This seems simple but isn’t necessarily so. You can look at the charts and target a reversal pattern or level for your...
Friday’s Results: The suggested buy at 4108.00 caught the low of the session and ran for 43 points. The high of the market was another volume level (unpublished here).
Quick Tip: Volume Leads Price
For as complex and chaotic as the markets are, technical traders only have 3 variables to analyze. Price, volume, and time. Most technical traders agree that volume LEADS price.
Price moving up with volume increasing is very bullish. It’s hard evidence that plenty of buying interest is happening. Conversely, price moving up with decreasing volume is not as bullish.
Price moving down with volume increasing is very bearish. More hard evidence. Conversely, price moving down with decreasing volume is not as bearish.
How do you use this data? Entries AND exits!
If you’re a breakout trader and volume is surging at your entry ...
Wednesday’s Results: The suggested breakout short at 4157.00 offered a solid 21-point run.
Quick Tip: Barbell
You certainly have a risk management section built into your trade plan. Without it you’ll fail at trading sooner or later. Many traders think their chosen stop loss order is their risk management plan. Not enough. Here’s a list of all the risks you need to cover in your plan:
This game is looking riskier suddenly. How do you balance concern over all the risks with a focus on a positive expectation?
Top notch traders have what is called a “barbell” personality. They are optimistic about the future and confident their strategies will prevail. But they are paranoid about what will prevent that from happening.
Our goals are shiny and desirable. But we know...
Wednesday’s Results: The suggested short at 4147.00 offered a small 7.25-point run.
Quick Tip: Plan Ahead
Plenty of time trading is spent waiting. You can use that time to plan.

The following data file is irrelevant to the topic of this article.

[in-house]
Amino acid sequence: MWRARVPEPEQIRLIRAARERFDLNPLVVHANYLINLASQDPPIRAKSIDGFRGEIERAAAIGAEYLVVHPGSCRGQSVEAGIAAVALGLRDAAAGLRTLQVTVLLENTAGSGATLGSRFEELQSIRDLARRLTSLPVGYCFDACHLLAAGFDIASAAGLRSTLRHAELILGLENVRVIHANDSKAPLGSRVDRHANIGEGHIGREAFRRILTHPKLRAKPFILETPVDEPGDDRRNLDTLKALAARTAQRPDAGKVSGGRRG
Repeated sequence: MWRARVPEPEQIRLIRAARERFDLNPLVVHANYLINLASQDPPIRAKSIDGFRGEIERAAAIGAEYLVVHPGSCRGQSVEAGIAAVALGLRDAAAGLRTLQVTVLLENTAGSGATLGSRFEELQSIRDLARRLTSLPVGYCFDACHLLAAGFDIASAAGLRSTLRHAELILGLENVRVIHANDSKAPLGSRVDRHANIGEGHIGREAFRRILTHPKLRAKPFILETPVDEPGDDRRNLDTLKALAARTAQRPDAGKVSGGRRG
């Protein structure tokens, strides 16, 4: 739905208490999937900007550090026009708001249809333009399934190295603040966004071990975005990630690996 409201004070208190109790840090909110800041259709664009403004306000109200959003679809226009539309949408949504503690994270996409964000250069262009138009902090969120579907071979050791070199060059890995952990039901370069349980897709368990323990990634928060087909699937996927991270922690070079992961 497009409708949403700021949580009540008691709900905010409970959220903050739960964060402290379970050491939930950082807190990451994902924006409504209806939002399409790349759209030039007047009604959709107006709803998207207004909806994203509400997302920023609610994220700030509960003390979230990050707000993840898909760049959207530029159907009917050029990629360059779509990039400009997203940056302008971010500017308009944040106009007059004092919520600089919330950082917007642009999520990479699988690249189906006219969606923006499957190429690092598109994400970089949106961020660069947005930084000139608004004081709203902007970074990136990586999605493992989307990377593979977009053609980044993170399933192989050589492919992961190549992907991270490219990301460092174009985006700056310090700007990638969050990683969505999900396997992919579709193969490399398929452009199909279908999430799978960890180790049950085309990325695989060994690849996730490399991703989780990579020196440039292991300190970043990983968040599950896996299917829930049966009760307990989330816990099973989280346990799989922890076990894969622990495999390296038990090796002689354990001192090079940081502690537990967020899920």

The reversal in the chart above was highly anticipated because it had a confluence of reasons to enter short. A 7-point run is not much, but you could have taken a target or two and stopped out the remainder at breakeven (which is one of our exit strategies). Small winner.
The breakout to join the trend was a better trade, but you should know in advance whether you’re taking the setup (if it occurs).
It’s more comfortable and effective to be proactive with trade choices rather than reactive.
Today’s Best S&P Turning Points (in fast moving markets consider a wider stop and less size):
Sell 4157.00 stop 4162.75 if price drops below and retraces back.
Buy 4108.00 stop 4202.25
Tuesday’s Results: The suggested short at 4118.50 stopped out.
Quick Tip: Why Review
Years ago, I was urged to get in the habit of daily review and documentation. All the trades my strategies teed up, not just the trades I took. It has paid off big time. The database I mine for edge now is over 12,000 trade setups taken in all market conditions. It’s easy to pick a date range where certain market conditions prevailed and analyze it.
Take the trade mentioned above that stopped out. That was a reversal trade that triggered at 10:52 ET. Historical evidence shows that reversals at that time are poor performers. Filter them out.
When you start using filters based on evidence, your attention may focus on the trades you filtered out that were nice winners. You’ll likely double guess the filter. Keep in mind the sample size your filter emerged from. Don’t get mislead by occasional events. Re-focus on...
Monday’s Results: The suggested short @ 4147.00 caught the high of the day, only had one tick adverse move, and ran for 40+ points.
Quick Tip: Never Wrong?
Yup. There are people that are never wrong. It’s easy to accomplish if that’s your goal. Just never make decisions. You can’t be wrong if you don’t decide.
Successful people, great traders, they all know that one important quality is decisiveness. They also know that they’ll be wrong much of the time. But that’s OK. They also know how to change course and overcome barriers and roadblocks.
Looking at yesterday’s short trade (see chart) you’ll notice that price was approaching the turning point FAST. This seems like the wrong timing to pick a reversal. Historical evidence suggests otherwise. It turns, for this strategy at least, the slow entries tend to keep moving in the same...